A woman who began planning her funeral after she was diagnosed with terminal cancer has defied the disease - and is now organising her own festival instead.
Gemma Wensley, 31, was told she had an inoperable brain stem tumour in 2009 and had just months to live.
She left her job as a nurse, moved into a hospice and began preparing tearful goodbyes messages for friends and family.
But after four years of gruelling chemotherapy brave Gemma's tumours have begun to shrink.
She is now organising Gem Fest - an independent festival she has founded to raise money for brain cancer charities.
The arts, crafts, drama and dance showcase will be taking place in April and the proceeds will go to The Brain Tumour Charity and Hospiscare.
Gemma, of Exeter, Devon, said: "I had six weeks of radiotherapy and chemotherapy every day. I could not see or hear anything. I was put on a high dose of steroids.
"I was told that if it carried on growing the way it was I was looking at just a few months to live. I was preparing for the worst - in my head I was planning my funeral .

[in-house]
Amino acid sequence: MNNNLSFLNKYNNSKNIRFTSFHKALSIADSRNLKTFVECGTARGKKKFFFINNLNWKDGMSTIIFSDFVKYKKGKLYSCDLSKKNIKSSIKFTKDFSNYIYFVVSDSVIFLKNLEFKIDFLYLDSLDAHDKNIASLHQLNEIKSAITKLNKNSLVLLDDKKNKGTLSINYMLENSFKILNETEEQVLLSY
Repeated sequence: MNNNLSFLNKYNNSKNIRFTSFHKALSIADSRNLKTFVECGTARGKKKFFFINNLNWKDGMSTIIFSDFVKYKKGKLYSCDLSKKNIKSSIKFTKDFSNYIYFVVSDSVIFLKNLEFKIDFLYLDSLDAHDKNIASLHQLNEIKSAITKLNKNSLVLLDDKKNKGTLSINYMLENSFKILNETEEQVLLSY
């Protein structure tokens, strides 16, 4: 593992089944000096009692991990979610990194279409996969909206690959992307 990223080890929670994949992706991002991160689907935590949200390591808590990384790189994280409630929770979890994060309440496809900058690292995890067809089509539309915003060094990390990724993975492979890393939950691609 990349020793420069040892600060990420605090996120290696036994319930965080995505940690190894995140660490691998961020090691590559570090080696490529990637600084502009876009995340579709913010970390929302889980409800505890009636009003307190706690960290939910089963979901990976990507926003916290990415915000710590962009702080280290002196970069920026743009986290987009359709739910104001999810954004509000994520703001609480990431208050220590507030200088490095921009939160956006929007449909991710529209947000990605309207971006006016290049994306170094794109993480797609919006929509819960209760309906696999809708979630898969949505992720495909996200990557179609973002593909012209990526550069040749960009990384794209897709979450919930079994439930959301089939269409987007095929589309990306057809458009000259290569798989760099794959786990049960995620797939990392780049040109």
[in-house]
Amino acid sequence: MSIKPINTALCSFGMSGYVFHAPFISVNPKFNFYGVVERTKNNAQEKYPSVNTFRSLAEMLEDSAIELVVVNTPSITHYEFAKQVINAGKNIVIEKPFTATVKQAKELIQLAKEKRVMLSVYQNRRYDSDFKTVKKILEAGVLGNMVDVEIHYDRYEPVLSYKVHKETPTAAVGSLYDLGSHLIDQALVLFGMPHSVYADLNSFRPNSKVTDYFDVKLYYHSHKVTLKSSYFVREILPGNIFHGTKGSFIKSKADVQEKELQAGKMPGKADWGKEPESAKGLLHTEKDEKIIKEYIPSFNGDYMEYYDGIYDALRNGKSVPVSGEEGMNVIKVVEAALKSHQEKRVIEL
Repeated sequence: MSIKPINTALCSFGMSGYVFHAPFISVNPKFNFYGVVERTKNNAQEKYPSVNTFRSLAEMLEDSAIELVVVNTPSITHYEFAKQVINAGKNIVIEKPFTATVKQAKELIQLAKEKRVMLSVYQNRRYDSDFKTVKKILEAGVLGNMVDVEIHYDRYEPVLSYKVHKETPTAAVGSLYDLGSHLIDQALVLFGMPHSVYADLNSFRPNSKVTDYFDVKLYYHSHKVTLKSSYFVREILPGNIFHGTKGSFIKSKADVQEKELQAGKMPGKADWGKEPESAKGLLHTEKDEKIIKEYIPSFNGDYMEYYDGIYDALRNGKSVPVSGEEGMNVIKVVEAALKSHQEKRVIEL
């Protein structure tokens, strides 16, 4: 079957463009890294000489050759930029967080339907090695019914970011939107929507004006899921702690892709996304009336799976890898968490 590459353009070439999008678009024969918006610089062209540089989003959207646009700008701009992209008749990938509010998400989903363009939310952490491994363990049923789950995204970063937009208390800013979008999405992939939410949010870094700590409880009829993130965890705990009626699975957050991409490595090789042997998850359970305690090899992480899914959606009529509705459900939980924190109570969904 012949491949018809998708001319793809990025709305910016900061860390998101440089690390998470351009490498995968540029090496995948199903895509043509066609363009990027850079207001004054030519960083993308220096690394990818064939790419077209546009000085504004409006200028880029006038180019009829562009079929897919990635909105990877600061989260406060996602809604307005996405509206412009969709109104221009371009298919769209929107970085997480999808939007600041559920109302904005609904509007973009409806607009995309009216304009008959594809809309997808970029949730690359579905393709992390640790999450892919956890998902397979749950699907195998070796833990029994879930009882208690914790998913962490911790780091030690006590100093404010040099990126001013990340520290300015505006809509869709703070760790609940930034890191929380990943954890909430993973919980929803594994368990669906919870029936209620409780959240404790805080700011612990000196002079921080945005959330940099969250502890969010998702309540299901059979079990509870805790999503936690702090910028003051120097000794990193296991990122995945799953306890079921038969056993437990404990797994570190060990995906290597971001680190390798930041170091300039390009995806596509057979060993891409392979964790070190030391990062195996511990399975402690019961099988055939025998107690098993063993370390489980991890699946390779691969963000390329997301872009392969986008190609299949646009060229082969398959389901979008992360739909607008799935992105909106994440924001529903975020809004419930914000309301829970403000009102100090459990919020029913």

"But then out of nowhere it started getting better. My doctors were baffled at the sudden improvement.
"The tumour is still there and needs to be treated, and I just take things a scan at a time. As long as my body can tolerate the chemo I will keep plodding along with it.
"Having this to organise, even though there is a lot to think about and to arrange, has kept me sane."
Gemma continued taking the same powerful chemo drugs and in November 2011 tests showed the tumour had started getting smaller.
Tickets for the event went on sale this week with a host of live acts and performers already confirmed for Exeter Phoenix on Sunday, April 20.